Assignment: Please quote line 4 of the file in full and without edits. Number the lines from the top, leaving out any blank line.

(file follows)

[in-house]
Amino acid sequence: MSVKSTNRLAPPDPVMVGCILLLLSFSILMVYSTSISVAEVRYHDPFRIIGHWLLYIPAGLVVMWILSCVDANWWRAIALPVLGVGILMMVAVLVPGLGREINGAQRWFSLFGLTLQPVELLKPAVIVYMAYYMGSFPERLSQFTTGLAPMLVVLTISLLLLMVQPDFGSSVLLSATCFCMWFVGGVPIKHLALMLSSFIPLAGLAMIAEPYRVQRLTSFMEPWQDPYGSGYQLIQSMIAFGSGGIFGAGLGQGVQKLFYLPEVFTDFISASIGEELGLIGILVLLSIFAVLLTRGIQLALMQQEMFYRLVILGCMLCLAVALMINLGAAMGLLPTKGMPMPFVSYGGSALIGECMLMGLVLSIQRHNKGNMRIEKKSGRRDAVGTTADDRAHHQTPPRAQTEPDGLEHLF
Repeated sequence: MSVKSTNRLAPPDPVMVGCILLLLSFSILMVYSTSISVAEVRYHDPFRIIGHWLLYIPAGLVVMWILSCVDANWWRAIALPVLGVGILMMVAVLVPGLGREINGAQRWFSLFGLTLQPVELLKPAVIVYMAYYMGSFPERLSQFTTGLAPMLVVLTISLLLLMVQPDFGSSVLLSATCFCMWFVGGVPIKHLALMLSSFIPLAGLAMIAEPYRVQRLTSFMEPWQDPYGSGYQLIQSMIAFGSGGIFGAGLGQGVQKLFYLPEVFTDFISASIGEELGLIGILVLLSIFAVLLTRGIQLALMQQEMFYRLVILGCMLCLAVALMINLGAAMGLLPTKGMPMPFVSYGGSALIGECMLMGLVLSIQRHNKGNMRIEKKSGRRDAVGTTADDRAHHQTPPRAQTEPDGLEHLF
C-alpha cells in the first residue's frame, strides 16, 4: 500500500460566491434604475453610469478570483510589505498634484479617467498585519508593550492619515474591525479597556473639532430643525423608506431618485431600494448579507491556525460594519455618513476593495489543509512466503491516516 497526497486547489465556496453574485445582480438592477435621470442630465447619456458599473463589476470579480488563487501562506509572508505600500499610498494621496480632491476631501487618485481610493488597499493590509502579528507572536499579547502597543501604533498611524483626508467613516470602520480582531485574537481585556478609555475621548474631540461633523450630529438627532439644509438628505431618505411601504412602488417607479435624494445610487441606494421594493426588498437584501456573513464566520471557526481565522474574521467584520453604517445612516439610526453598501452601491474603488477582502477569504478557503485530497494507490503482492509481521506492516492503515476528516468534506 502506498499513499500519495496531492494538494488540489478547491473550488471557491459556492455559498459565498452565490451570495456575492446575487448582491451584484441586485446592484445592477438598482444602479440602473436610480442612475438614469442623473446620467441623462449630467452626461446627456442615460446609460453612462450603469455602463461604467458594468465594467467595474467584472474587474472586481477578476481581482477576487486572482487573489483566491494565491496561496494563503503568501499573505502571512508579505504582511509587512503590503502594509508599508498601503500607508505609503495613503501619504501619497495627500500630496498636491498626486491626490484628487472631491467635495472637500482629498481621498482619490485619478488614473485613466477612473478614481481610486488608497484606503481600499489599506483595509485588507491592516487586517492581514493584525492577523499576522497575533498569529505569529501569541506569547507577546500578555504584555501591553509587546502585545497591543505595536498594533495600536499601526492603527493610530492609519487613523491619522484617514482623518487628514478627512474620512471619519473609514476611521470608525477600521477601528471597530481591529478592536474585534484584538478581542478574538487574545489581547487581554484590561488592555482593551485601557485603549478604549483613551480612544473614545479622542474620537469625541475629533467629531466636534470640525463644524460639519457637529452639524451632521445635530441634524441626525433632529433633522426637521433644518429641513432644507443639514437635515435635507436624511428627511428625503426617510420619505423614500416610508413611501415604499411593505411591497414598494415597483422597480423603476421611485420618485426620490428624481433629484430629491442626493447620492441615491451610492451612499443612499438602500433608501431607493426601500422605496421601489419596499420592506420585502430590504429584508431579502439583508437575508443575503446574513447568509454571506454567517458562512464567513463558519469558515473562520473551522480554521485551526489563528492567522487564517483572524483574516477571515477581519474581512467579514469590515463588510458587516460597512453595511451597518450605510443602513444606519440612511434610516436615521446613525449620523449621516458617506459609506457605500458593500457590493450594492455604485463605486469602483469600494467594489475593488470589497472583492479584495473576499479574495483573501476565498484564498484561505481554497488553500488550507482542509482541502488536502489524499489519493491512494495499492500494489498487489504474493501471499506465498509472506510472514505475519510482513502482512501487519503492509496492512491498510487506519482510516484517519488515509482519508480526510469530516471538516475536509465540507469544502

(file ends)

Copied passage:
C-alpha cells in the first residue's frame, strides 16, 4: 500500500460566491434604475453610469478570483510589505498634484479617467498585519508593550492619515474591525479597556473639532430643525423608506431618485431600494448579507491556525460594519455618513476593495489543509512466503491516516 497526497486547489465556496453574485445582480438592477435621470442630465447619456458599473463589476470579480488563487501562506509572508505600500499610498494621496480632491476631501487618485481610493488597499493590509502579528507572536499579547502597543501604533498611524483626508467613516470602520480582531485574537481585556478609555475621548474631540461633523450630529438627532439644509438628505431618505411601504412602488417607479435624494445610487441606494421594493426588498437584501456573513464566520471557526481565522474574521467584520453604517445612516439610526453598501452601491474603488477582502477569504478557503485530497494507490503482492509481521506492516492503515476528516468534506 502506498499513499500519495496531492494538494488540489478547491473550488471557491459556492455559498459565498452565490451570495456575492446575487448582491451584484441586485446592484445592477438598482444602479440602473436610480442612475438614469442623473446620467441623462449630467452626461446627456442615460446609460453612462450603469455602463461604467458594468465594467467595474467584472474587474472586481477578476481581482477576487486572482487573489483566491494565491496561496494563503503568501499573505502571512508579505504582511509587512503590503502594509508599508498601503500607508505609503495613503501619504501619497495627500500630496498636491498626486491626490484628487472631491467635495472637500482629498481621498482619490485619478488614473485613466477612473478614481481610486488608497484606503481600499489599506483595509485588507491592516487586517492581514493584525492577523499576522497575533498569529505569529501569541506569547507577546500578555504584555501591553509587546502585545497591543505595536498594533495600536499601526492603527493610530492609519487613523491619522484617514482623518487628514478627512474620512471619519473609514476611521470608525477600521477601528471597530481591529478592536474585534484584538478581542478574538487574545489581547487581554484590561488592555482593551485601557485603549478604549483613551480612544473614545479622542474620537469625541475629533467629531466636534470640525463644524460639519457637529452639524451632521445635530441634524441626525433632529433633522426637521433644518429641513432644507443639514437635515435635507436624511428627511428625503426617510420619505423614500416610508413611501415604499411593505411591497414598494415597483422597480423603476421611485420618485426620490428624481433629484430629491442626493447620492441615491451610492451612499443612499438602500433608501431607493426601500422605496421601489419596499420592506420585502430590504429584508431579502439583508437575508443575503446574513447568509454571506454567517458562512464567513463558519469558515473562520473551522480554521485551526489563528492567522487564517483572524483574516477571515477581519474581512467579514469590515463588510458587516460597512453595511451597518450605510443602513444606519440612511434610516436615521446613525449620523449621516458617506459609506457605500458593500457590493450594492455604485463605486469602483469600494467594489475593488470589497472583492479584495473576499479574495483573501476565498484564498484561505481554497488553500488550507482542509482541502488536502489524499489519493491512494495499492500494489498487489504474493501471499506465498509472506510472514505475519510482513502482512501487519503492509496492512491498510487506519482510516484517519488515509482519508480526510469530516471538516475536509465540507469544502